Mother Young, cyanotype by Frances Earnshaw, 2013
Mother Young, cyanotype by Frances Earnshaw, 2013


Hide, cyanotype by Frances Earnshaw, 2013
Hide, cyanotype by Frances Earnshaw, 2013

Kaysha had a bang on the head and I had to take her to A&E. Arose from my ‘flu bed, spent a scary amount of money on a taxi to go and get her from school and go to Calderdale Royal. She has tunnel vision, concussion. We had to get a bus home, and I had my eyes closed all the way home.

She is brave but not brave, and so am I.

I forgot about and missed two important meetings at the Arts Mill. I am unreliable, I know.

Last week I got in to the studio, and printed six cyanotypes, images of my mother. There were no images of her pre-dating when she had my sister. There she is, holding Ruth aloft, home-made curls, floral dress, underneath which you can see me in her high, rounded belly. You would swear she was overjoyed. She was only twenty one.

My Uncle David found two photographs showing my mother in late childhood. He got them out last Christmas. They where in a biscuit tin my Uncle Patrick gave him, something which had survived angry purges of the past. I was fascinated. I spirited them away, knowing that the one portrait had the quality which draws me in to cyanotype and I saw it reproduced in that blue. (Copies will go to my sister).

It is all so complicated.

The other picture showed my mother in a belted gabardine coat, with two of her elder brothers and the father, walking grimly along in the street. My mother looks deeply angry. They all do. I will have to talk about the grandmother another time, because that is a task.

About Frances Earnshaw

Frances Earnshaw graduated from the Royal College of Art in 1985 with a Master of Arts degree.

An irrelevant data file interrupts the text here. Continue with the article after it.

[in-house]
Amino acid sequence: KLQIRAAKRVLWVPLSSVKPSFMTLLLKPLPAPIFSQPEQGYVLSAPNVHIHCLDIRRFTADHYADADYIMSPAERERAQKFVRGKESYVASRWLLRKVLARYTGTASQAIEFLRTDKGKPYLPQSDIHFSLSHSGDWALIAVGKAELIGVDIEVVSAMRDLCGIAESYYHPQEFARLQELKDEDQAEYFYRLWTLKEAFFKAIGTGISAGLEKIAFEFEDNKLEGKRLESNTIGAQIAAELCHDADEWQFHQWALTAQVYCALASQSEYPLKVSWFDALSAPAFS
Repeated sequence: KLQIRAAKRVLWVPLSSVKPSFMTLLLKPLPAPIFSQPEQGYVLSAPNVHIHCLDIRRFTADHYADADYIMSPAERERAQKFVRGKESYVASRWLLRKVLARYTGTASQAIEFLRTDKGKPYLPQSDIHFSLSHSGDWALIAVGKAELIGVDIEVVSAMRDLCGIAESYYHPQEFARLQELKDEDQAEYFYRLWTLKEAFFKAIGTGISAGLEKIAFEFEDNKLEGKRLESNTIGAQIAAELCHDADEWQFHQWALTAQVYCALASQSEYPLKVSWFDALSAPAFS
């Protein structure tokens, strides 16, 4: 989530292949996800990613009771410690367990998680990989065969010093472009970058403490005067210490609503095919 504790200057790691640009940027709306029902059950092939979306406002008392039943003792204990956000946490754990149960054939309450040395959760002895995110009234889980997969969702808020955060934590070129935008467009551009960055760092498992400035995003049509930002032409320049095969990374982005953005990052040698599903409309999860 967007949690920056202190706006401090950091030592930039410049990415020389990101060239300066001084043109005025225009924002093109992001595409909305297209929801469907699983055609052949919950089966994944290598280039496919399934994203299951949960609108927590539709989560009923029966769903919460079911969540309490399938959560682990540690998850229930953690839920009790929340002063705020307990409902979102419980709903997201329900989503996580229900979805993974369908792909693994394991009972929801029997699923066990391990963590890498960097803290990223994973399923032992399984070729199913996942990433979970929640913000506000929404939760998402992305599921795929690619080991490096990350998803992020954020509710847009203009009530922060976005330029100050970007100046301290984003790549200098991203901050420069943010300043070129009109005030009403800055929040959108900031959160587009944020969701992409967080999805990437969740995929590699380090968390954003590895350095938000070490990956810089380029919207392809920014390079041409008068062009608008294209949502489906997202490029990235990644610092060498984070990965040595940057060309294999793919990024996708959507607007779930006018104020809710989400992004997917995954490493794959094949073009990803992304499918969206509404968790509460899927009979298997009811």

She had a solo show at Gallery 286, Earls Court, London in November 2012. She has shown work at The Freud Museum, London, The V&A Museum of Childhood, London and at the Museum of Folk and Fai…Read more

One Response to “Being ill together”

  1. Helen Sargeant

    Dear Frances,

    I think you are very brave and not at all unreliable. Artsmill meetings are not that important are they, if you or your child are unwell. Health always should come first. I hope that you and Kaysha are feeling better now.

    These cynanotype images are so beautiful and intriguing. Mother Young looks like a film strip. The woman depicted in Hide looks to be in pain, and it makes me wonder what it is she is hiding ?

    I have some images of my mother when she was a young woman. My favourite is one of her sitting on a beach in a bikini in the 60’s with two of her friends. She is so so beautiful as she is now. I adore her face, her strong, thick red hair. Everything about her face says home and security to me. I love her. No image ever replaces the amount of pleasure that I find in spending with her.

    Yesterday we went to see my friend Teresa Wilson in Manchester and saw her exhibition The Yellow Bed based on a favourite fairy tale that Teresa’s mother used to tell to her when she was a child. We had some lovely discussion’s the three of us, about all our children and being mothers.


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